So let me just say to everyone who's listening to that is about the most up to date, explanation of where we are with vitamin D physiology on a personalised basis that you that you're going to hear. And I think that is one of the beautiful things that I think if you, if you have someone who understands genomics and understands the application of gene tests, can explain to you in that way that you've just done Helen, the importance not only and I mean, I look at this, and everything that you've explained, is part of some of the quizzical patterns that I've seen with vitamin D levels with many of my patients over the years. And from that we started doing the patients that well, you know, you know, the same line is that, you know, you ask the questions before, because obviously, you don't want to lead them straight into testing, how much sunshine do you think get through the year, "I get loads, I'm on holiday all the time". Okay, great, then we should expect that these are going to be great, and they come back, and they're really not great at all. And you're like, really? Okay, and then of course, you as you've just explained, based on your tests that you're doing, it suddenly is all there open. And I think the key for this is that this is where I believe as you say, as we move to personalised medicine and personalised health care, the influence on something just as simple as Vitamin D, we know from a physiological perspective, that there's a receptor site for vitamin D on every single cell that resides in the body. So it's pretty crucial. And and really for for pounds, or a few rands, you're getting this sort of individualised data that as you say, and I'm saying to many my patients now based on the data and based on how we follow them with blood tests over time, look, we've traced your blood tests over time here, they've never looked great for vitamin D. And we've supplemented you on a moderate dose. It's never really picked it up. And now we've got the genome data that maybe isn't given as the absolute 100% answer. But we're bringing you close to the fact that I may have to prescribe vitamin D supplementation throughout the year and we may have to test you twice a year to make sure that your blood levels are adequate because of this sort of overwhelming influence, that something as simple as Vitamin D has on health. And I think that is the big takeaway for me for over the last 10/15 years have been able to transition and translate this genomic information into the sort of, into an individualised health programme if you like going forward. And I think that's the beauty of it. That's the power of it, it gives you but to do that, as you say, you've got to have the context of your patient, you've got to understand the background. And you know, if you're lucky enough, you've also got to be able to understand what has former testing showed you. And has there been any patterns that that consistently show up because those patterns may be associated with gene variants that are always going to be there. And again, another example of this, we see this with alterations in in in red blood cells, we see this with high levels of homocysteine, it's a blood protein that you test that increases your risk for cardiovascular disease, but also dementia. And you start thinking on that. Okay, I've seen this quite a bit. And therefore, it's probably a good idea that given the consistency of levels that we're seeing that maybe this is an idea that we should go and have a look at those genomics. And, you know, the key for me on this is that the genomics, I think for what you get gives such an incredible dataset where and genomics is cheap these days, isn't it? I mean, some of your tests are for what they are, I mean, I just they're incredibly cheap, I believe, anyway. And it's a no brainer to me that, that you wouldn't do it. But of course, the key is, is that you've got to have someone well trained to be able to sort of give you the fuller picture and be able to translate all these messages into simple stories about what you've got to do on a daily basis. Just I'm curious about, I'm curious about the vitamin D, because as you say, mine's a horror show. I mean, and we talked about having these areas where it's not just about one gene influencing, you may have a situation where it's it, we call it compounded, don't worry that it's the word that mean you like to use compounded or amplified. And so right across everything we've just talked about, I seem to have really quite high level gene alterations. And I think about that, Helen, I think, all right, okay, I'm a I'm a Caucasian man living in a Northern climate. And we know that, you know, the reason why we have dark skin and we have white skin is because it's a gene mutation over millennia, that is, you know, your skin becomes lighter, the further north you get, because there's less sun and suns pretty much crucial to life. So given that you've got someone with so many gene variants like me, who I wouldn't say, I mean, I tan quite well, but I wouldn't say I've a Mediterranean skin, is that suggestive of sort of a strong ancestral background of maybe that, you know, I'm, I suppose we could go back and say that I'm probably African is at the end of the day, is there any relationship?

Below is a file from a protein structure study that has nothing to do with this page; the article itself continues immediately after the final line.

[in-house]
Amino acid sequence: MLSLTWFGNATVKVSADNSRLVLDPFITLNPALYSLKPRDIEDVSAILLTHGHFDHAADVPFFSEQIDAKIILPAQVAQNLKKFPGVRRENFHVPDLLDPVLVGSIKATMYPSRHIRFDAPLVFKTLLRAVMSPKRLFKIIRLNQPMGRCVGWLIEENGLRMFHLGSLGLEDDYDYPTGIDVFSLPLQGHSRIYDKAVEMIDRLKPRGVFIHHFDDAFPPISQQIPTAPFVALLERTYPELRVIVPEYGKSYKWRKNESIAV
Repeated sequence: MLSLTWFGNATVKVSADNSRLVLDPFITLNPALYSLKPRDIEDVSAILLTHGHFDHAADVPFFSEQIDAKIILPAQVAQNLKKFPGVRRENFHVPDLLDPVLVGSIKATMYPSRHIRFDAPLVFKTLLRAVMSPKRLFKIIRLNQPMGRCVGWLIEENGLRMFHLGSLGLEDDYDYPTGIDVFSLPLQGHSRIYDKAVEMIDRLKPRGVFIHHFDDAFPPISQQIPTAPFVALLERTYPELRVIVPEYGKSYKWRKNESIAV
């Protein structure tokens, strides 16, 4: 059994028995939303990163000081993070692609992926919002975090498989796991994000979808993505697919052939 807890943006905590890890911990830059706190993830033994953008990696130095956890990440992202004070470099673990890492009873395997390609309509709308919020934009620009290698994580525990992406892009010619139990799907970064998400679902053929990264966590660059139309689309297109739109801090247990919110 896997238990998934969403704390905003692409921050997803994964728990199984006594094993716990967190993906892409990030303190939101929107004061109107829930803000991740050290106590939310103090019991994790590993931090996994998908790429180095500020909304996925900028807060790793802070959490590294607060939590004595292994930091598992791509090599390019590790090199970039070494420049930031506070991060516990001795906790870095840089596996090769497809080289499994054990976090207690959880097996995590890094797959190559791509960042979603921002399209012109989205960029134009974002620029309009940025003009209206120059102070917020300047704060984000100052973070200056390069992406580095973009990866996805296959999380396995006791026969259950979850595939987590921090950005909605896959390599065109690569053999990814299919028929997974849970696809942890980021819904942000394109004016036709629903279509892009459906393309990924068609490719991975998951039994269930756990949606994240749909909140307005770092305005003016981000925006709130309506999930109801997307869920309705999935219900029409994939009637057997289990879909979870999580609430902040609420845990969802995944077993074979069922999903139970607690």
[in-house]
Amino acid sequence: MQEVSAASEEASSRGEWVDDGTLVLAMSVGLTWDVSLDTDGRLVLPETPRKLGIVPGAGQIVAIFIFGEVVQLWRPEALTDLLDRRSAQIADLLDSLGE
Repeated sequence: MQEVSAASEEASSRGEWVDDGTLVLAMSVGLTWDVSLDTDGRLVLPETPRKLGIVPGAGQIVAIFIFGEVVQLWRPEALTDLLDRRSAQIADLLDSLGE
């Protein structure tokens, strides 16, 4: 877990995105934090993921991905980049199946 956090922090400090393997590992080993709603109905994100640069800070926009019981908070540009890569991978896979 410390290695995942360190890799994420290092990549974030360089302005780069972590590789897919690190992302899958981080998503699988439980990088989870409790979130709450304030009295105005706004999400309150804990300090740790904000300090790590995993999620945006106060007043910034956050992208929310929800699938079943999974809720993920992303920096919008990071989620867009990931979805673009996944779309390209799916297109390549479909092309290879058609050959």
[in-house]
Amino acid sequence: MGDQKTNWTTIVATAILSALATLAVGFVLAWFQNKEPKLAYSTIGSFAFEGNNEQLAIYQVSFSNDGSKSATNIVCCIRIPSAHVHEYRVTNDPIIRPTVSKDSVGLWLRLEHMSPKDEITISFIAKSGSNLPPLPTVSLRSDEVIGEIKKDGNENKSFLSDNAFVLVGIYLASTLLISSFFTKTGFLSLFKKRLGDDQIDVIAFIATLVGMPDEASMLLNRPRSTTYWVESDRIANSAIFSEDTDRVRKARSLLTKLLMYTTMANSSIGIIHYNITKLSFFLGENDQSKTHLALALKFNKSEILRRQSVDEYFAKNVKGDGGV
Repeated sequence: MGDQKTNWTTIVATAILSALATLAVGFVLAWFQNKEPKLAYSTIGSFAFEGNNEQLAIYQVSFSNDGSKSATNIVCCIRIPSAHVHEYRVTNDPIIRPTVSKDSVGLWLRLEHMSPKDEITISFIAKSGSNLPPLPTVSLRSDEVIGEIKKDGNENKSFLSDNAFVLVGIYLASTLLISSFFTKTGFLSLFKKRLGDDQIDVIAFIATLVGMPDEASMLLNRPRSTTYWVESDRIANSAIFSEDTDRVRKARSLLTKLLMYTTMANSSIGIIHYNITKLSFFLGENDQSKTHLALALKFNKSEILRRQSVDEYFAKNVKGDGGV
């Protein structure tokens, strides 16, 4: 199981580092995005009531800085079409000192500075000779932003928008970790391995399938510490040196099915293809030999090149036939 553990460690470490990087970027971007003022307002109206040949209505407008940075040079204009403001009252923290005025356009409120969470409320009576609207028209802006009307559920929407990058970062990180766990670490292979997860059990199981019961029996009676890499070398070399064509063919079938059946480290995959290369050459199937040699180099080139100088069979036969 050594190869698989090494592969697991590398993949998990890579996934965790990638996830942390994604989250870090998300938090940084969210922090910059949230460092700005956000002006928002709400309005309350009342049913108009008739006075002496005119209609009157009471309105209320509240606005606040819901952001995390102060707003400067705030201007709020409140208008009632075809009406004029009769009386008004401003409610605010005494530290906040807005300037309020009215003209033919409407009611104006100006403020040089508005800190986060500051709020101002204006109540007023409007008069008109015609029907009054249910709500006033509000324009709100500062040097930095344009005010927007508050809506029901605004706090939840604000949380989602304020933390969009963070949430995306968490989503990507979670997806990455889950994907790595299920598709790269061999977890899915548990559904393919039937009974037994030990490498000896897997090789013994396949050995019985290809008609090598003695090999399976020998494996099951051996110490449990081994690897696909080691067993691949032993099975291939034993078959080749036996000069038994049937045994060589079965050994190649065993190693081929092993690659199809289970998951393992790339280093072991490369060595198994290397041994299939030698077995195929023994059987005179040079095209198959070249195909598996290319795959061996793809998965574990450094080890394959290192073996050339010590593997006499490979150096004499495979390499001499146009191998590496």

Helen Gauche: